Tips and Tricks for an Easy Breast Augmentation Recovery
If breast augmentation is in your future, putting some thought into your post-surgical care is an important step to ensuring your recovery is as stress free as possible. Starting at your pre-operative appointment, a nurse will give you specific instructions for surgery day and recovery. All questions and concerns will be addressed at this time. After your visit with your nurse, Dr. Eberbach will come to assess you and ensure that all of your questions and concerns have been answered or addressed. We will also give you a reminder call a few days before surgery highlighting details for surgery day. On surgery day, a nurse will go over post-surgery care with you and your caregiver again before you are discharged.
At this time, you will be prepared for many aspects of your post-operative recovery. The focus will be on pain relief, medications, work or childcare concerns, and what activities or exercises to do and what not to do. Some of the most common questions and concerns we hear are about recovery. Most patients are pleasantly surprised to learn that recovery is generally comfortable and uneventful when the post-operative instructions are followed. The tips detailed in this blog post can also help improve the chances that your recovery will go smoothly. Please be advised that even though every plastic surgeon has his/her own protocol, this blog post is about the protocol set forth by Dr. Eberbach. It is important that every patient follows the advice and protocol of their own plastic surgeon.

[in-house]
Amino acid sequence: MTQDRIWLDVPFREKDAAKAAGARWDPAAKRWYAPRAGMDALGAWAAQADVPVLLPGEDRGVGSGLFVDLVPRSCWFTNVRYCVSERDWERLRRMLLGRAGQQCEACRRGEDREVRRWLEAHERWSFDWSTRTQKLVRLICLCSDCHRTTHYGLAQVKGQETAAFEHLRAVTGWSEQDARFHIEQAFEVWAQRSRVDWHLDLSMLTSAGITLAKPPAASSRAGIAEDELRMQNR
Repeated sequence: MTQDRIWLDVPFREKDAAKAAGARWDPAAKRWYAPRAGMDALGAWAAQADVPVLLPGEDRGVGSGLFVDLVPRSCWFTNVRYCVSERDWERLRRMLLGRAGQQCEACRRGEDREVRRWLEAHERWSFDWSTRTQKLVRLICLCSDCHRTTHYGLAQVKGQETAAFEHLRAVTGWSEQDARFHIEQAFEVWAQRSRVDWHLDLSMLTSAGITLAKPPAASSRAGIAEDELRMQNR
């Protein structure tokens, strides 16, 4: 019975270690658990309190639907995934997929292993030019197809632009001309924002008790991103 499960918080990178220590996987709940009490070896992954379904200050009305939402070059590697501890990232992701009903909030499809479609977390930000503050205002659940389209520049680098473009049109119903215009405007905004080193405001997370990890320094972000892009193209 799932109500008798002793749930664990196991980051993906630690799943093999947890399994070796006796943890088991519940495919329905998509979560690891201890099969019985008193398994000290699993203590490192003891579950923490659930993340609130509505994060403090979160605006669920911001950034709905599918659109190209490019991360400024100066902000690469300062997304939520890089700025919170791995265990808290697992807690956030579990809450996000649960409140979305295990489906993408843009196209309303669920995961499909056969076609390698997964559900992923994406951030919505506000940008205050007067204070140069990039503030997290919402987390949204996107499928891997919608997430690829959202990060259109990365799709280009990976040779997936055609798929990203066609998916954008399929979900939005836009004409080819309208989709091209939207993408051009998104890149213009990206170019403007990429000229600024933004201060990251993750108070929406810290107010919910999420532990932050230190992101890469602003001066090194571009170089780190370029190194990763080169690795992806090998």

Positioning and range of motion
After surgery, it is recommended to rest or sleep in a recliner or use 2-3 pillows propped behind your back for the first week. Most people do not find this position comfortable to sleep in if you are usually a stomach or side sleeper. It would be a good idea to practice sleeping in this position before your surgery so you are prepared.